Ben Walker and Tom Unwin
Last weekend I went to a music festival (the 2009 WOMAD festival at Charlton Park, Wiltshire, UK) for the first time in 15 years. This was mainly due to the encouragement of family and friends, whose company I enjoyed and whose musical preferences I followed. I didn’t know what I was getting into, but ended up getting into quite a lot of it. Here are a few highlights:

Malian singer/songwriter Rokia Traore played on the Open Air Stage on Friday afternoon. I was drawn, like a zombie, towards the energy, ecstasy and funkiness of the band (why should the lead singer get all the credit?). A large group of folks were jumping up and down in unison, as if they were at a media-orchestrated pop event, but in this case the music totally justified such concerted physical reaction.

Cimarron were performing shortly afterwards in another part of the site, playing dance music originating from the Colombian plains. They emitted a sense of joy, as did Rokia, but were virtuosos on different instruments, like the harp, upright bass and cuatro.

Oumou Sangare from Mali and her band performed a triumphant, well-received set. A shared characteristic of the more urban-based African music and 1970s American funk is the importance of the bass guitar, and I was always glad to be in this musical place, where the bassline drove the music and there was lots of hair, headgear and amazing dancing. I think people liked it when Oumou’s English faltered and she reverted to French when describing the songs’ themes.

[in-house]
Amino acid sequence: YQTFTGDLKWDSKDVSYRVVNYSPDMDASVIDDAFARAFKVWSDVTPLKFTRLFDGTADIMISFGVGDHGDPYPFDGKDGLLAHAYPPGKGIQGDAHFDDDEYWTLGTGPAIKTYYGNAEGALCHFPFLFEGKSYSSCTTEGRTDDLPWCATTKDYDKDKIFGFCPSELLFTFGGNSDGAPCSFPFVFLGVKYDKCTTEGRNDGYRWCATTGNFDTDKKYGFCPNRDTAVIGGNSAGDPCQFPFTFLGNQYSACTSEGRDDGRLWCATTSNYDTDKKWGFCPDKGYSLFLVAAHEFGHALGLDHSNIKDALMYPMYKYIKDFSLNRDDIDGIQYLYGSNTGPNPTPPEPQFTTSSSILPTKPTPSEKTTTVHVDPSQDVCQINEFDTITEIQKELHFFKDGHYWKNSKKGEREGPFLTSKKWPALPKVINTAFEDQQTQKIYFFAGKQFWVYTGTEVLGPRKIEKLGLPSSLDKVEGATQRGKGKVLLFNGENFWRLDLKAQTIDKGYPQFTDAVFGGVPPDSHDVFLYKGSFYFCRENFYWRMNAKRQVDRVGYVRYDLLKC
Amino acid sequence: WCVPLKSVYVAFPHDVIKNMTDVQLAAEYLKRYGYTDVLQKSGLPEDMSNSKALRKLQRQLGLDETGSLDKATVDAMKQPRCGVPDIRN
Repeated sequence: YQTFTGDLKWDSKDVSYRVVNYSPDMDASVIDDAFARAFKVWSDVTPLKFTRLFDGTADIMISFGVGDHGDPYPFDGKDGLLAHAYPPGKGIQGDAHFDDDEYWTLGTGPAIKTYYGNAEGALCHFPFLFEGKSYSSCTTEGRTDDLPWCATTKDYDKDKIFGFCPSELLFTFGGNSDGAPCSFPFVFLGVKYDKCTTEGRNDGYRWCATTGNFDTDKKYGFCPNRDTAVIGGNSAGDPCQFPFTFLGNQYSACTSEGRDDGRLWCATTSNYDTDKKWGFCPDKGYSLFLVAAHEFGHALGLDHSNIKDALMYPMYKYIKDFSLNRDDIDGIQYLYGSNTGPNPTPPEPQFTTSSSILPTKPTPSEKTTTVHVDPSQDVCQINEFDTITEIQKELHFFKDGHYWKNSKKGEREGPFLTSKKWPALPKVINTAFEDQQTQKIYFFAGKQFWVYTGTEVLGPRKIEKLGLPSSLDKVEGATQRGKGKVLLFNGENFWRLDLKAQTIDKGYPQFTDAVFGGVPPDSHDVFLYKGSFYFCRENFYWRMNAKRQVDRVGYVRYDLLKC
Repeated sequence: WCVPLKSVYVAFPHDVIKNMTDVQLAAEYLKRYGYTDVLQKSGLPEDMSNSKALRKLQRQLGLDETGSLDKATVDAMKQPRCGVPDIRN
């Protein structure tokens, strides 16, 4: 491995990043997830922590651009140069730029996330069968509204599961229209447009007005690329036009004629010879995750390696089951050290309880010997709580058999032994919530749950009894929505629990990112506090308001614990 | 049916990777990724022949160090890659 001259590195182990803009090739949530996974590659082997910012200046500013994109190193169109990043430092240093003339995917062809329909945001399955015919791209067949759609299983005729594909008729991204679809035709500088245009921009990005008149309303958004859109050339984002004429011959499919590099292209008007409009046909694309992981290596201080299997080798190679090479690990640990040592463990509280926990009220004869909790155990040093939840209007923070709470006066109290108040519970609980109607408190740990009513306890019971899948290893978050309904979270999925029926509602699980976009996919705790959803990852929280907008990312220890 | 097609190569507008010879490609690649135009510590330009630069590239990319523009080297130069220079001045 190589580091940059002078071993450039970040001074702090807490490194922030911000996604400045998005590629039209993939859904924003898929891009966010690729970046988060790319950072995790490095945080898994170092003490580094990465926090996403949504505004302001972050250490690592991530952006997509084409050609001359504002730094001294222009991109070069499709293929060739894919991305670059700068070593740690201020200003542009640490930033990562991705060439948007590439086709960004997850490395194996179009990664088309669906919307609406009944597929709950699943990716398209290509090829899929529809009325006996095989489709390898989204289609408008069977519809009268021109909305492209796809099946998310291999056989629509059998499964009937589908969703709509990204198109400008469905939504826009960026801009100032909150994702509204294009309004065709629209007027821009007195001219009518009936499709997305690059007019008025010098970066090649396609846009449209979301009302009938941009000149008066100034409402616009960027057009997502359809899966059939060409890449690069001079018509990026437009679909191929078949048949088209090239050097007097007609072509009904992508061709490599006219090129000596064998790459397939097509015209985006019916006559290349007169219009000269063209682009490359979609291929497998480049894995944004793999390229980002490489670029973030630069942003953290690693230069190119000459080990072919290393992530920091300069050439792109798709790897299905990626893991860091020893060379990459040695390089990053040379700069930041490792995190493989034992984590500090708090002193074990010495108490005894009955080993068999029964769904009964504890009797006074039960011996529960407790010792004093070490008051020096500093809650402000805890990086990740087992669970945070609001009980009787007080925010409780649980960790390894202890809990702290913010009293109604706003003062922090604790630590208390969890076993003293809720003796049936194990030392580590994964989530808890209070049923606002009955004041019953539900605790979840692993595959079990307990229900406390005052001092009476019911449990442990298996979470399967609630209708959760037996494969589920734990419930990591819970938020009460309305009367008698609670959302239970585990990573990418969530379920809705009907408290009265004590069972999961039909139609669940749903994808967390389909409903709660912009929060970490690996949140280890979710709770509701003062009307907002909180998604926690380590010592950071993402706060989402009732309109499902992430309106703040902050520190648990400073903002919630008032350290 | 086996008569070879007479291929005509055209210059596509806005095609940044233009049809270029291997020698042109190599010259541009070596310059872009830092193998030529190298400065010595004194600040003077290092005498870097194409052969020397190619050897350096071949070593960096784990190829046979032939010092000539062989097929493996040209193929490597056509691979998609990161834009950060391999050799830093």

Etran Finatawa, a musical fusion of the Touareg and Wodaabe tribes from central Africa’s Niger region, were dressed in desert gear, or at least the men were, with the head, neck and shoulders completely covered and just the eyes and nose visible. The women wore what looked like crowns with a tall feather coming out of the front. They played music with few chords and an interesting mood. Some acts I came across took the term ‘crossover’ too far and became sort of exotic rock bands but these folks just did their music and didn’t try and whip up enthusiasm or play to the gallery.

As the last day of the festival drew to a close, a time that people were perhaps feeling a little sad or being distracted by the thought of packing up and leaving, a couple of things I saw really grabbed the unceasingly wet day by the scruff of the neck and gave it a good shake.

Don’t ask me what Roy Ayers and company were doing at a world music event, but from the moment they came on I knew I was going to get a boost. The funky 70s party music with loads of humour and brilliant musicianship caused a lot of people to dance rather energetically.

Just as this was finishing, and some people really were bidding goodbye and making a run for it, The Ethiopiques, a trio of Ethiopian artists backed by a superb band from Brittany, finished things off very nicely. A revival of interest in a 20-volume series of albums documenting the ‘golden age’ of Ethiopian music of the 60s and early 70s has led to the formation of this project. The grooves were rhythmically based in soul, funk and disco but the harmonies and scales were unusual. And yet there was still lots of singing along, chanting and dancing.

This festival wasn’t particularly a grassroots event, and I expect aggressive marketing and management was responsible for most of these artists and bands getting on the bill. But it was inspiring to see masses of people away from their radios, TVs and computers and enjoying sounds you don’t hear every day.